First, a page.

Can't you feel it? There's beauty and excitement in what we do. We're creating something, something so big no individual could ever accomplish it all on his own. The show doesn't begin and end with the actors on stage. They are but one small piece of the puzzle. And if any of the other pieces (including the audience) are missing, the picture is incomplete. Whether you're selling a ticket, writing a press release, showing someone to their seat, contacting a potential donor, calling the show or performing in it, you are important.

So I will keep working behind the scenes and in I will keep sitting in front of them to ensure that the magic keeps happening.

That said, I really wouldn't mind if someone would like to cast me in something (and let me focus on doing just that) like, now. Or tomorrow. You can cast me tomorrow, too, if that works for you.

I Know What I Did Last Summer

As previously mentioned, I first started this new version of my blog back in August 2008 after my first foray into professional film. It was an awesome little short film entitled Death Rally. Well, after all this time, as trailer for the movie is finally available and you can watch it right here! Please note, this is a horror/comedy and is NSFW.


The website has also been updated with cast and crew info, so please go check it out! Once I know when the movie will actually be screened and released, you can be sure I'll be letting you know all about it right here. Until then, enjoy the trailer above and the show poster below!



Ed. Note - Since I feel like I'm starting a new chapter in my life, it felt appropriate that I have a new blog to go with it. I am a professional actor

Towards the end of my shoot on a wonderful little horror movie, the director forbid me from denying that fact. Mostly because he was sick of me haranguing him for saying he was not a professional director. Don't you hate it when your good advice gets thrown back in your face?

Well, he was right.

I've had a crazy month of August. The first two weeks were taken up by said horror movie and I audited a very inspirational acting course.

The movie reminded me how much fun acting was, how much I loved being on set, and how great it is to be part of a team working passionately towards something that's bigger than yourself. Even the incredibly early morning wake-up calls (did you know there's a 4:30 in the morning now?) only reminded me that I was getting up to go do something I absolutely adore doing (and if that happened to include cutting people in half with a chain saw or sending someone off a cliff, who was I to argue?).

The course made me realize that I was being a lazy actor. If I'm honest with myself, I know that I expected lots of great parts with very little effort or preparation. I'd go into an audition and just expect talent to carry me through. I would complain about how hard I was working to get things done, but I was really wasn't working at all.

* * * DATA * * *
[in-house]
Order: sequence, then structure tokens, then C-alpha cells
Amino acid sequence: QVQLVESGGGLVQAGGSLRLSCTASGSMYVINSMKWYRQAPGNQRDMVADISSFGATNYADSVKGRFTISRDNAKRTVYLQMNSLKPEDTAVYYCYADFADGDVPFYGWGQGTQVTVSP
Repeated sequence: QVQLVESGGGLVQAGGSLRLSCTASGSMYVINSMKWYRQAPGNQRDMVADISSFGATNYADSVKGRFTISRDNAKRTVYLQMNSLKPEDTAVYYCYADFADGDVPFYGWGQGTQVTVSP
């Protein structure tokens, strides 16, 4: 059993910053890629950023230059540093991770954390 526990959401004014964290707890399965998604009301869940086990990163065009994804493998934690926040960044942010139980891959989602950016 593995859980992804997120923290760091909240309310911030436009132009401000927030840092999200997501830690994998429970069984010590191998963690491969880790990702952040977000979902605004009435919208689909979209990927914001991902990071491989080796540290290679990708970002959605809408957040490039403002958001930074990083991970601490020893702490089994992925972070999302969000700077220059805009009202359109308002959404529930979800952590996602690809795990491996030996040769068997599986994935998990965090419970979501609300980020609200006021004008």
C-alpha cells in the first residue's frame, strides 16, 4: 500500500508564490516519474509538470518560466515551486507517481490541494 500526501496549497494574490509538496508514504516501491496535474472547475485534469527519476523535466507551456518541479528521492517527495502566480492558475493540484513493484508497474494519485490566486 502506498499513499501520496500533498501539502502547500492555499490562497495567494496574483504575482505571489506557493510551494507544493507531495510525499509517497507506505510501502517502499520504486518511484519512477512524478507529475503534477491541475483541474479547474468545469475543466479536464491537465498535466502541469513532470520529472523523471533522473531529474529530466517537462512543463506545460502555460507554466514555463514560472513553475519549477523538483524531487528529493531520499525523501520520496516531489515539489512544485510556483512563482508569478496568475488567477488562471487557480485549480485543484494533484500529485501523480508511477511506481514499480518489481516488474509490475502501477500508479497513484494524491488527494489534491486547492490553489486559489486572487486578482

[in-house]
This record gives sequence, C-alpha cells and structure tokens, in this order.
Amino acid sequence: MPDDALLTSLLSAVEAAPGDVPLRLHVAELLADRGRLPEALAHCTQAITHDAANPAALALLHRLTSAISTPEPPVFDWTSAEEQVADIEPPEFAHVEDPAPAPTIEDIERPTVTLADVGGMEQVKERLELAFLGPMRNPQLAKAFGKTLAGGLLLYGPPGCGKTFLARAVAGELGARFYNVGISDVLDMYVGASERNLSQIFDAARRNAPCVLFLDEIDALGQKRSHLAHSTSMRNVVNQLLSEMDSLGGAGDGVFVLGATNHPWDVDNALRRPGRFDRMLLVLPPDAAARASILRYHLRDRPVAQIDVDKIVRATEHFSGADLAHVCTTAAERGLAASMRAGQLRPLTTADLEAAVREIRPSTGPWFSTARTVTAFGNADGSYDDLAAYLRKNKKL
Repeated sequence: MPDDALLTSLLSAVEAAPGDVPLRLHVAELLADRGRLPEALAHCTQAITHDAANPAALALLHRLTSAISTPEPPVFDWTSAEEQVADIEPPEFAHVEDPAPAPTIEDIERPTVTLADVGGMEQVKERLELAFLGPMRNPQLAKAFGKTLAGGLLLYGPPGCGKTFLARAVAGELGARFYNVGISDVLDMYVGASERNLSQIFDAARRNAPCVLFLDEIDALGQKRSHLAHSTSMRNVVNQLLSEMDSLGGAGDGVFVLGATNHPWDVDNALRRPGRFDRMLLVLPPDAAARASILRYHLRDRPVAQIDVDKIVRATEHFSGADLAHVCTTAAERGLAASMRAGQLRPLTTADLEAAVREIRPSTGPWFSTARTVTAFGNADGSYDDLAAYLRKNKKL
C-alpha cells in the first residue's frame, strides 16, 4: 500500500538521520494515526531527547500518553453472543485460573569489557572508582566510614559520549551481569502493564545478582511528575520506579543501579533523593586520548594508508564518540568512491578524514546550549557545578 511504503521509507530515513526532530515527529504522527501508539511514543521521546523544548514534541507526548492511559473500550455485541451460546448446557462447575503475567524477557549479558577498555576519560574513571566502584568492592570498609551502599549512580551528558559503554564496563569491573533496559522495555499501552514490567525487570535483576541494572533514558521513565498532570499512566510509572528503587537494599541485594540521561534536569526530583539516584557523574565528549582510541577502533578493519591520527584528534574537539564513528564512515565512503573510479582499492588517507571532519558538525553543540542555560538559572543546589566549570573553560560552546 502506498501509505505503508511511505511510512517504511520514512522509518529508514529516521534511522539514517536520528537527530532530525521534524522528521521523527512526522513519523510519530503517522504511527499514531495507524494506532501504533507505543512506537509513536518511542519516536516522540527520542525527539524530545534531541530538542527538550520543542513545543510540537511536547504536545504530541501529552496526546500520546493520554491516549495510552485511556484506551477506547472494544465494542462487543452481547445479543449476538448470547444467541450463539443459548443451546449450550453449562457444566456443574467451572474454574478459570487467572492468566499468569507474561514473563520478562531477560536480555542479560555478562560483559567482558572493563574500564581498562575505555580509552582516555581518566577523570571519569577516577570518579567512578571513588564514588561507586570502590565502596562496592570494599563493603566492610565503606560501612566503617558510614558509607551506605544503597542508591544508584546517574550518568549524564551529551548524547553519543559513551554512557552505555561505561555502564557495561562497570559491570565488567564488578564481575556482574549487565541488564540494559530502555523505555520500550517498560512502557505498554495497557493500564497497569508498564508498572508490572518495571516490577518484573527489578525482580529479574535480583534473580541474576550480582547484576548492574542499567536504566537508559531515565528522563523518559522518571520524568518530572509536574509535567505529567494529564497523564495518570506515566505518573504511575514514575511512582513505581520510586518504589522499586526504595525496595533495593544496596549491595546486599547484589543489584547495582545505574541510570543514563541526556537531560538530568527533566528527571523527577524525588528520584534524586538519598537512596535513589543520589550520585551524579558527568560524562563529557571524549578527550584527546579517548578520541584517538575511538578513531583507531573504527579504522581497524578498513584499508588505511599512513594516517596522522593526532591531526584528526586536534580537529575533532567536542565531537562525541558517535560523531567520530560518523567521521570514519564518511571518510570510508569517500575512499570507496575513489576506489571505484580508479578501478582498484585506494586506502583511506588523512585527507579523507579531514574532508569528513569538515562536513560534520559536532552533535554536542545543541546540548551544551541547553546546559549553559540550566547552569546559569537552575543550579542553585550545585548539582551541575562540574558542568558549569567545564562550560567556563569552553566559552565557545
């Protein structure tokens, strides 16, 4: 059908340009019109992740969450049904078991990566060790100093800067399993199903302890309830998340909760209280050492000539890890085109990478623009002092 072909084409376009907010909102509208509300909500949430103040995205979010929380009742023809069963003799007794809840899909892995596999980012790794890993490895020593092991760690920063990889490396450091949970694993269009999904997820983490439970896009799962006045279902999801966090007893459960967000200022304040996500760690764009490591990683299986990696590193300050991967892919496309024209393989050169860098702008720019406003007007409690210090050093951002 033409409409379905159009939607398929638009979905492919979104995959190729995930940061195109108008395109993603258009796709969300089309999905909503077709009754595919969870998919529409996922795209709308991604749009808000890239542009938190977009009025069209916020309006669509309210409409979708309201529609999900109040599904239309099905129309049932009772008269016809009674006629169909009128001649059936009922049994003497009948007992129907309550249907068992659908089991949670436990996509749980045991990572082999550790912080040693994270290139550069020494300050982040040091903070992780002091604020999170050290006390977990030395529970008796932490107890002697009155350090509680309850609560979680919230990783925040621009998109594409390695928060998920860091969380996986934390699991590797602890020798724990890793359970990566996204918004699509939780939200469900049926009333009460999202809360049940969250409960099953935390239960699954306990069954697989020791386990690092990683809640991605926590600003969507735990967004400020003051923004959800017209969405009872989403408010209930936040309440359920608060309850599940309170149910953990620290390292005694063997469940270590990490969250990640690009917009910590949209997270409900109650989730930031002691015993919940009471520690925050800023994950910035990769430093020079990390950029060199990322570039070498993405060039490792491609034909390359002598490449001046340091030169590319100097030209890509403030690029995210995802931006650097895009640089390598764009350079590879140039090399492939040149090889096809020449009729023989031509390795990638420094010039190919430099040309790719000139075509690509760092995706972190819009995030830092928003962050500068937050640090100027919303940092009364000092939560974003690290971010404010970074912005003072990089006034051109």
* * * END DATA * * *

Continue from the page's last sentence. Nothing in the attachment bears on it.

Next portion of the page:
So, for an upcoming audition, I prepared like mad. I wasn't going to let old habits stand in the way of what I wanted. I was going to get this part. I read the script a few times and immediately picked a scene that struck a cord with me. I brushed off my monologue and put it on its feet. And then I did something that I never allowed myself to do in the past. I got help. Thanks to two really great friends, I got to play with both scene and monologue. They helped me discover things about the characters and make good choices. They were lifesavers.

I arrived at the audition feeling rather grounded. I was feeling happy just to be there. Adequate preparation had already taken away about 50% of my nerves to the point that when I realized there were five extra people in the room than what I had envisioned, I didn't freak out. I was actually glad for the opportunity to play in front of more people. And play I did. I didn't take my self too seriously and had fun. Yes, Nancy, acting is fun!

And then I got a callback.


Then I took a page out of my amazing friend's handbook. I went to my resume and added the credit to the list. I was letting the universe know that I believed it could happen.

Guess what? I got the part.

I laughed uncontrollably for about two minutes when I received the news.

Nancy Kenny will be appearing in Rabbit Hole this October at the new Gladstone Theatre (Get your tickets now!)


On Monday morning, I went and took the crazy to a whole other level. I walked into work and I gave them my notice. After about four years of floundering about in full-time jobs, I realized that if I wanted to truly be a professional actor, I had to either shit or get off the pot. Well, gosh darnit, it's time to shit!

To tell you the truth, no decision has ever felt so right before.  It was time.

I'll be at my current job until September 12, and then rehearsals start for Rabbit Hole. My contract is for six weeks until October 25th.

After that point, who knows, but I believe (and it's about damn time I did) that I can be an actor and still manage to take care of myself.

Besides, if ever I'm royally fucked, I'll just move in to my film director's basement and take his DVD collection hostage. Because I am a professional actor and he created a monster.